Sullenberger spoke of how landing a passenger jet on the Hudson River in 2009 — minutes after geese flew into both engines — tested emergency procedures.

“I’m one of the few people on the planet who’s not only had to evacuate an airplane but had to command an evacuation as the captain,” he noted.

“It’s really important that we get this right.”

Sullenberger said aviation professionals feel “a deep obligation, a calling, to do the very best for their passengers.”

“I think lawmakers and administrators and those in FAA need to feel and act on that same obligation.”

– Jesse Byrnes

Congress sends same-sex marriage bill to Biden

With mere weeks left until Republicans take control of the House, Congress has passed a bipartisan measure to enshrine protections for same-sex marriage and interracial unions in federal law.

The legislation now heads to President Biden, who said he will sign it.

The bill, dubbed the Respect for Marriage Actpassed the House in a 258-169-1 vote on Thursday. Thirty-nine Republicans joined all Democrats in favor. The Senate previously passed it in a 61-36 vote, with 12 Republicans joining Democrats.

NOTABLE: This is likely the last major piece of legislation of House Speaker Nancy Pelosi’s (D-Calif.) two-decade stretch leading House Democrats.

Same-sex marriage was legalized nationally with a Supreme Court ruling in 2015, but Congress has never put it into law. A recent Supreme Court ruling that upended abortion rights prompted debates over whether marriage could be next if a legal challenge makes it to the conservative-leaning court.

The Respect for Marriage Act would require that states recognize same-sex marriages from other states.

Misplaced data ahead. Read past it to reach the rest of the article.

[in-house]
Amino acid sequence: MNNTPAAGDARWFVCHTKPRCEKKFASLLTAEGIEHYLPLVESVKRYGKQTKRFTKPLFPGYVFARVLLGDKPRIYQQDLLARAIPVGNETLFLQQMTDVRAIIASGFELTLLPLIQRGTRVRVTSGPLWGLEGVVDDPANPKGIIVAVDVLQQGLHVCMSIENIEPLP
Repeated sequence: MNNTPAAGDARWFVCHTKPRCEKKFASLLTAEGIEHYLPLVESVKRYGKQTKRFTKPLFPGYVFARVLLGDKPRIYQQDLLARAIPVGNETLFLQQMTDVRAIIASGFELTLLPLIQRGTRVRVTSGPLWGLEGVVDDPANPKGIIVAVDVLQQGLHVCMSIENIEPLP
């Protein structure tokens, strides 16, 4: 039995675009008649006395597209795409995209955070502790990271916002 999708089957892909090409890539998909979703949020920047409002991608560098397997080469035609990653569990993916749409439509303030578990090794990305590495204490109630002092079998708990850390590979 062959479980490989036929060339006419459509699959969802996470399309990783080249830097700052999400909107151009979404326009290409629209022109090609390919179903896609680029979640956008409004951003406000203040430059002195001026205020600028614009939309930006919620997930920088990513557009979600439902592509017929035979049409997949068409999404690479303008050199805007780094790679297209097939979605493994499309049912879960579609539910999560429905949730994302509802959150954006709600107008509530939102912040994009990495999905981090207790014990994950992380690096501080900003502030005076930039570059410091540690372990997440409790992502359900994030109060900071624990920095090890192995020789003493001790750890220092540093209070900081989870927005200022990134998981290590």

THE OPPOSITION: While some GOP opponents argued the legislation was unnecessary, others took aim at its support for same-sex marriage. Rep. Vicky Hartzler (R-Mo.) joined some referring to the bill as the “Disrespect for Marriage Act.”

“This unnecessary, misguided legislation not only disrespects the importance of traditional marriage for the health of a family but also disrespects people and organizations of faith who have the Constitutional right to carry out their mission in accordance with their most deeply held beliefs,” she said, urging her colleagues to vote against the proposal.


Wednesday was National Pearl Harbor Remembrance Day, marking the 81st anniversary of the Japanese attack that killed 2,403 service members and civilians on Dec. 7, 1941.  

The Pearl Harbor National Memorial livestreamed events held to honor veterans and survivors in Hawaii on its Facebook page

  • In a Facebook post, the memorial wrote of the generation that faced the attack: “Having lived through the Great Depression, they would have to rely on ingenuity, perseverance, and collaboration to overcome the most devastating war within recorded history.”